Prime Minister Jacinda Ardern has made two big pitches to the Pacific in the past two days.
But on one of the biggest issues confronting the Pasifika community in New Zealand, she appears to be stalling.
On Sunday, she made the formal apology to Pacific Islanders in New Zealand over the dawn raids from the 1970s, and yesterday the Government announced a relaxation of immigration requirements to allow in more Recognised Seasonal Employer (RSE) workers from Samoa, Tonga and Vanuatu.
However at her first post Cabinet press conference in three weeks, she was unwilling to make any commitment on an amnesty for Pasifika overstayers currently in New Zealand.
That contrasts with the Clark Labour Government who offered an amnesty after only a year in office.
The dawn raids were intended to round up Pacific island visa overstayers and send them home.
There are still many in New Zealand.
The Minister for Pacific peoples’ Aupito William Sio has made it clear he believes there should be an amnesty. Labour’s Pacific MPs support him.
But asked about the issue yesterday, Ardern was unwilling to make any commitment.
“The status of overstayers was raised some time ago,” she said.
“And so I’ve already set out for you our view that any consideration there needs to be more broadly considered.”
By that, she explained, she meant it should be part of the Immigration Review.
That was unveiled in May, and as a start, the Productivity Commission has been tasked with producing a report which takes a “system-wide view, including the impact of immigration on the labour market, housing and associated infrastructure, and the natural environment.”
POLITIK understands that there is caution around the Cabinet table about granting the amnesty.
That may be because of inherent caution within the bureaucracy or possibly, the way Australia reacted when the Clark Government offered a limited amnesty.
Ardern referred yesterday to the Labour Government’s amnesty in 2000 for about 7000 over-stayers, 3500 Samoans and Tongans and a similar number from other countries who were offered an amnesty.” Well-settled” over-stayers could apply for a $500 two-year work permit as a prerequisite for permanent residence.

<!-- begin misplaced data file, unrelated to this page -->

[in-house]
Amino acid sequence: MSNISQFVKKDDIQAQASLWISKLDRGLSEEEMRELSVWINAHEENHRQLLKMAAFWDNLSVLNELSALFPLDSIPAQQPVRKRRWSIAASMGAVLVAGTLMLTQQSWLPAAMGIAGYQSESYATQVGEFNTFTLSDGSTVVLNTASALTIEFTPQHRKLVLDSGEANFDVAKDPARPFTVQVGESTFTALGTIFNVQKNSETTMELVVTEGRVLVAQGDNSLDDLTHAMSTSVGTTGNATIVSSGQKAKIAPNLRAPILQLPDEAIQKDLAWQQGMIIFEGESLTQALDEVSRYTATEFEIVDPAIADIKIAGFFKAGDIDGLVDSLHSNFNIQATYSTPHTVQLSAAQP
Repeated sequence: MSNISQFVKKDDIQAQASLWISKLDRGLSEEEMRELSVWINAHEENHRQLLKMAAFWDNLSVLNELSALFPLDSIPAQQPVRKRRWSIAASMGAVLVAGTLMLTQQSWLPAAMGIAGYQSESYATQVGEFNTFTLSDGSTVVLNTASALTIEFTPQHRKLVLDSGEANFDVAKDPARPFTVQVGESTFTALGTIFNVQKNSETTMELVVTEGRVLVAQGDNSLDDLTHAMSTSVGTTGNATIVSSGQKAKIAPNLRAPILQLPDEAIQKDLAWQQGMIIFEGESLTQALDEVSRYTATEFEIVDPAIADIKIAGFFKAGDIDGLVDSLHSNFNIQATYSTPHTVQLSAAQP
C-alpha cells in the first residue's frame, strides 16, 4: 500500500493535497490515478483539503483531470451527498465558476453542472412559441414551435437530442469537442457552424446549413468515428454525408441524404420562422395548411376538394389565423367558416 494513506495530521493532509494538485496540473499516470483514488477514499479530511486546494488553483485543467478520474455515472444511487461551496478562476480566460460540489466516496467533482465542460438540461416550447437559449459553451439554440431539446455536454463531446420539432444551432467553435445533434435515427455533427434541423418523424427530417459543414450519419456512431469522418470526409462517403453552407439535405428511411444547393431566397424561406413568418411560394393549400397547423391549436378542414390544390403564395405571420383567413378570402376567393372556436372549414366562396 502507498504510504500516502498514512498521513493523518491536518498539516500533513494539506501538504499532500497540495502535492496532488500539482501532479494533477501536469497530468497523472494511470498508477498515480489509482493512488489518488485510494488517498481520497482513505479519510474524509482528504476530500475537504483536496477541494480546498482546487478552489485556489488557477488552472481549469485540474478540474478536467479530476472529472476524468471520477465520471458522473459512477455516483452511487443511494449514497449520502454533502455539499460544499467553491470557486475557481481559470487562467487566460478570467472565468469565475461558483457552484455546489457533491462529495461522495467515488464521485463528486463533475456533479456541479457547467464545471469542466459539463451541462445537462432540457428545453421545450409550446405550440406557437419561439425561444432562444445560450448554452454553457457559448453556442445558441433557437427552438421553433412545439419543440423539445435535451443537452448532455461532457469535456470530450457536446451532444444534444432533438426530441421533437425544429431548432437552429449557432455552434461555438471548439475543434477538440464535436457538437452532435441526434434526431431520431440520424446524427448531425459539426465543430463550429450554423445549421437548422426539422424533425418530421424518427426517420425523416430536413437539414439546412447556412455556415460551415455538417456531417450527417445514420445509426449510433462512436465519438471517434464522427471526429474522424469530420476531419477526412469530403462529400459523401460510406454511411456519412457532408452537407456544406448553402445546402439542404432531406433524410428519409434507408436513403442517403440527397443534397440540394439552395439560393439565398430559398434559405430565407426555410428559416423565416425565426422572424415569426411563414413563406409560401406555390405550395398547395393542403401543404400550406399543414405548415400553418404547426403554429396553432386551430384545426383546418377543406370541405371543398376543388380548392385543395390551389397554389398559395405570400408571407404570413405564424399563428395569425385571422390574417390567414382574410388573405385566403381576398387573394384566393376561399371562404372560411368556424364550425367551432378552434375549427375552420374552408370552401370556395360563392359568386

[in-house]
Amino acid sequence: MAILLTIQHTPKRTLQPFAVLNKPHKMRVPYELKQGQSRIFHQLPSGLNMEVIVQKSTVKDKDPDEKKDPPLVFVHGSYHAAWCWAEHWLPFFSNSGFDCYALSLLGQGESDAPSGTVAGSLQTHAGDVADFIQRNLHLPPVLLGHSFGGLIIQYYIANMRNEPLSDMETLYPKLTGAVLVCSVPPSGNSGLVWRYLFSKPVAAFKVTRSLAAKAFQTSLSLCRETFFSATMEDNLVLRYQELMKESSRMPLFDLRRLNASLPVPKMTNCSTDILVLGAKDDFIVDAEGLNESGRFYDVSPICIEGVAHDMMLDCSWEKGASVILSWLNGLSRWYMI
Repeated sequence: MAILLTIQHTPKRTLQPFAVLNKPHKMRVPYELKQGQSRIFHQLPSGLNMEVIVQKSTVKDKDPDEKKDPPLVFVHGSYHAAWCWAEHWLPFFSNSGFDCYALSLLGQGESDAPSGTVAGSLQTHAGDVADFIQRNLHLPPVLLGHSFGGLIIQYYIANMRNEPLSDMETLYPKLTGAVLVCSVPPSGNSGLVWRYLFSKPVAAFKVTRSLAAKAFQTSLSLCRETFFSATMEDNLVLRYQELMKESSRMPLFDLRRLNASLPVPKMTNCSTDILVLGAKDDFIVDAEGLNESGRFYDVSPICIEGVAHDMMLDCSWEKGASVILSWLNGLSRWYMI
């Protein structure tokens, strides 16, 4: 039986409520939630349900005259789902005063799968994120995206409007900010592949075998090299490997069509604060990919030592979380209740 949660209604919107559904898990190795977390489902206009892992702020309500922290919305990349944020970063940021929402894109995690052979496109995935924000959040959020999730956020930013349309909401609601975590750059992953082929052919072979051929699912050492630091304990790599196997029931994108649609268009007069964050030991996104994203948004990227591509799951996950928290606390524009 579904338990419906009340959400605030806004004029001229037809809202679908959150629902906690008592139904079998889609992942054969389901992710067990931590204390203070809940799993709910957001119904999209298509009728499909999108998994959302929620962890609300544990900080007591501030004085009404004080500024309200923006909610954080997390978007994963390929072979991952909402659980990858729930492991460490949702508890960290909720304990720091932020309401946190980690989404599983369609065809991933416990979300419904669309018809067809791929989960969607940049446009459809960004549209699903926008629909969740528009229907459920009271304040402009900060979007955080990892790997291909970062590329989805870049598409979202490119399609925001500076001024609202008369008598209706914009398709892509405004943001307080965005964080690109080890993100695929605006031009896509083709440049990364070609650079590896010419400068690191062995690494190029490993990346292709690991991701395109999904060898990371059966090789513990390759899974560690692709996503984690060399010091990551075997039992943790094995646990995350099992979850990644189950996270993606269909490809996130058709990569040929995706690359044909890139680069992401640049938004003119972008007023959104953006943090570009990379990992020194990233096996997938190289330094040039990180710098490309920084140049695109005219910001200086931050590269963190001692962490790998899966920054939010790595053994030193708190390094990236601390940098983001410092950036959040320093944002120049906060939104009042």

But the Government had a strict definition of “well-settled.”
It defined well-settled overstayers as people who had been living in New Zealand for five years or more, had New Zealand-born children and were married or in a de facto relationship of at least two years to a New Zealand citizen or resident.
It was estimated at the time that around 14,000 Pacific island over-stayers would not be able to meet that definition.
Even so, Australia objected to the New Zealand move.
Australia’s then Immigration Minister, Philip Ruddock, threatened that New Zealand’s leniency could possibly lead to a review of freedom of travel across the Tasman.
Australia did tighten its citizenship requirements for New Zealanders and their ability to access various social welfare benefits in 2001 anyway, citing “backdoor” migration from New Zealand as a reason.
Ardern did not mention this yesterday. Instead she was left explaining why no amnesty was announced on Sunday.
“What I wanted to do was keep in check expectations that it would be a part of that apology because, as we’ve outlined, our view is it needed to be considered amongst all of our immigration settings,” she said.
“No decisions have been made. We didn’t think it appropriate to make an ad hoc decision without considering the wider ramifications. So that’s where that sits now.”
And it is likely to be “sitting” there for a while. The Productivity Commission final report is not due until April next year.
The Government has also been sluggish in relaxing the requirement for RSE workers to enter the country.
Ardern pointed out yesterday that of three contributory RSE countries, Samoa, Tonga and Vanuatu, only Samoa and Vanuatu have had any Covid cases at all.
Samoa has had a total of three, the last back in February, while Vanuatu has had a total of four, with the last back in April.
Ardern said yesterday that all those cases had been at the border, and none of the three countries had experienced any community transmission.
In April, at the end of the apple season, growers were asking for a return of the RSE workers.
Alan Pollard, chief executive of industry body New Zealand Apples and Pears, said the industry could not afford to go another season without the workers.
“We estimate that we need at least 21 weeks from a government decision to the time that the workers need to be deployed, so there is a real urgency to find a workable alternative solution,” he said.
Ardern was unable to say how many workers would come into New Zealand under the scheme announced yesterday, which would mean because their countries were Covid free, they could come in without having to into Managed Isolation and Quarantine(MIQ).
“While there are approximately 7,000 RSE workers currently onshore, there are normally over 10,000 onshore for the February-March peak,” she said.
“Some people here will go home before that peak, and there are also fewer working holidaymakers here than in previous years.
“One-way quarantine-free travel for RSE workers will help manage that shortfall.”
There was also an added bonus that because the workers would come in without needing to go into MIQ, they would free up some MIQ places that had been reserved for RSE workers.
But why has it taken so long?
Immigration Minister Kris Faafoi said that the Government had been talking to the horticultural industry every fortnight for the last six months “to make sure that we’re aware—and they’re aware—of what moves we’re making, and it was nice to be able to give them some good news.”
But the overstaying Pacific Islanders are going to have to wait for any good news on their plight.